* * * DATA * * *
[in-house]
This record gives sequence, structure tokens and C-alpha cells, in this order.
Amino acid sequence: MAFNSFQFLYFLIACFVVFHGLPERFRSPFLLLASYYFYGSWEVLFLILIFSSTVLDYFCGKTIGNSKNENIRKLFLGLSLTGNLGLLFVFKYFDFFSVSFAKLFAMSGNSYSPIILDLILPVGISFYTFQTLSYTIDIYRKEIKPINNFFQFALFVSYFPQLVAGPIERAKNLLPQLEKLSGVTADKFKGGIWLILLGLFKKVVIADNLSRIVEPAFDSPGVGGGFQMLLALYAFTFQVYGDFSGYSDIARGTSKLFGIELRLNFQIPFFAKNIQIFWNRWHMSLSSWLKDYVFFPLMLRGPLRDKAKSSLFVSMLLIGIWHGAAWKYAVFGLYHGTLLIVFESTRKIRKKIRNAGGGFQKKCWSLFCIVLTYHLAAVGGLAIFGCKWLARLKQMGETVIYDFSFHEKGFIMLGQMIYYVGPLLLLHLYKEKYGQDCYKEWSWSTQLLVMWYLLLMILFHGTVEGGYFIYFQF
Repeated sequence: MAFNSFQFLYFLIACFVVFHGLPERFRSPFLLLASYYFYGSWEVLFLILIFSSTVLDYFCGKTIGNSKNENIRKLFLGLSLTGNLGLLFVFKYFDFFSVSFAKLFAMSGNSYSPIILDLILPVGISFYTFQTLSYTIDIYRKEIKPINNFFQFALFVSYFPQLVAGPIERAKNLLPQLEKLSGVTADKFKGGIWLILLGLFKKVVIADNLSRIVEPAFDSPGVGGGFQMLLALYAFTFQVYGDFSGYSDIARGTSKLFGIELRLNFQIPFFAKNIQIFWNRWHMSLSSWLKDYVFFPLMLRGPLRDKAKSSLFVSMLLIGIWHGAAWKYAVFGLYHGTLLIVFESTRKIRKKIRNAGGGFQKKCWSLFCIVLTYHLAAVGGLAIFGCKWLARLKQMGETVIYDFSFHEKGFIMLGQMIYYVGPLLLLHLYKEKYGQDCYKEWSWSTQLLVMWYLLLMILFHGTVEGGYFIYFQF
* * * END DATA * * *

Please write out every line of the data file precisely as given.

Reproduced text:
[in-house]
This record gives sequence, structure tokens and C-alpha cells, in this order.
Amino acid sequence: MAFNSFQFLYFLIACFVVFHGLPERFRSPFLLLASYYFYGSWEVLFLILIFSSTVLDYFCGKTIGNSKNENIRKLFLGLSLTGNLGLLFVFKYFDFFSVSFAKLFAMSGNSYSPIILDLILPVGISFYTFQTLSYTIDIYRKEIKPINNFFQFALFVSYFPQLVAGPIERAKNLLPQLEKLSGVTADKFKGGIWLILLGLFKKVVIADNLSRIVEPAFDSPGVGGGFQMLLALYAFTFQVYGDFSGYSDIARGTSKLFGIELRLNFQIPFFAKNIQIFWNRWHMSLSSWLKDYVFFPLMLRGPLRDKAKSSLFVSMLLIGIWHGAAWKYAVFGLYHGTLLIVFESTRKIRKKIRNAGGGFQKKCWSLFCIVLTYHLAAVGGLAIFGCKWLARLKQMGETVIYDFSFHEKGFIMLGQMIYYVGPLLLLHLYKEKYGQDCYKEWSWSTQLLVMWYLLLMILFHGTVEGGYFIYFQF
Repeated sequence: MAFNSFQFLYFLIACFVVFHGLPERFRSPFLLLASYYFYGSWEVLFLILIFSSTVLDYFCGKTIGNSKNENIRKLFLGLSLTGNLGLLFVFKYFDFFSVSFAKLFAMSGNSYSPIILDLILPVGISFYTFQTLSYTIDIYRKEIKPINNFFQFALFVSYFPQLVAGPIERAKNLLPQLEKLSGVTADKFKGGIWLILLGLFKKVVIADNLSRIVEPAFDSPGVGGGFQMLLALYAFTFQVYGDFSGYSDIARGTSKLFGIELRLNFQIPFFAKNIQIFWNRWHMSLSSWLKDYVFFPLMLRGPLRDKAKSSLFVSMLLIGIWHGAAWKYAVFGLYHGTLLIVFESTRKIRKKIRNAGGGFQKKCWSLFCIVLTYHLAAVGGLAIFGCKWLARLKQMGETVIYDFSFHEKGFIMLGQMIYYVGPLLLLHLYKEKYGQDCYKEWSWSTQLLVMWYLLLMILFHGTVEGGYFIYFQF